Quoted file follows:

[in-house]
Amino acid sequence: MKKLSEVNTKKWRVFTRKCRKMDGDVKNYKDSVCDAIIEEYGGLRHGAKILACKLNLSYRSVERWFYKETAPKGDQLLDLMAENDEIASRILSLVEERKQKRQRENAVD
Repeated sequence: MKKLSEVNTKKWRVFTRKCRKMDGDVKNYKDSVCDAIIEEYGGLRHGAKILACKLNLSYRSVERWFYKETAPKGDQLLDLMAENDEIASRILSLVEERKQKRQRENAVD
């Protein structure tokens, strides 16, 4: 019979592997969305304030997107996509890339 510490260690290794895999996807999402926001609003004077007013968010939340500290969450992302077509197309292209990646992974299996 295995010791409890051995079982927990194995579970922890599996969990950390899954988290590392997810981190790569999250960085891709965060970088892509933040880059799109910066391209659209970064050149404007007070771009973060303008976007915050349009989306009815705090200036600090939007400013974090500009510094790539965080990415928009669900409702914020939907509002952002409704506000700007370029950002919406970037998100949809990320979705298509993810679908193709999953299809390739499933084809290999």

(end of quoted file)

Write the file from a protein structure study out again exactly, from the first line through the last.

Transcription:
[in-house]
Amino acid sequence: MKKLSEVNTKKWRVFTRKCRKMDGDVKNYKDSVCDAIIEEYGGLRHGAKILACKLNLSYRSVERWFYKETAPKGDQLLDLMAENDEIASRILSLVEERKQKRQRENAVD
Repeated sequence: MKKLSEVNTKKWRVFTRKCRKMDGDVKNYKDSVCDAIIEEYGGLRHGAKILACKLNLSYRSVERWFYKETAPKGDQLLDLMAENDEIASRILSLVEERKQKRQRENAVD
């Protein structure tokens, strides 16, 4: 019979592997969305304030997107996509890339 510490260690290794895999996807999402926001609003004077007013968010939340500290969450992302077509197309292209990646992974299996 295995010791409890051995079982927990194995579970922890599996969990950390899954988290590392997810981190790569999250960085891709965060970088892509933040880059799109910066391209659209970064050149404007007070771009973060303008976007915050349009989306009815705090200036600090939007400013974090500009510094790539965080990415928009669900409702914020939907509002952002409704506000700007370029950002919406970037998100949809990320979705298509993810679908193709999953299809390739499933084809290999």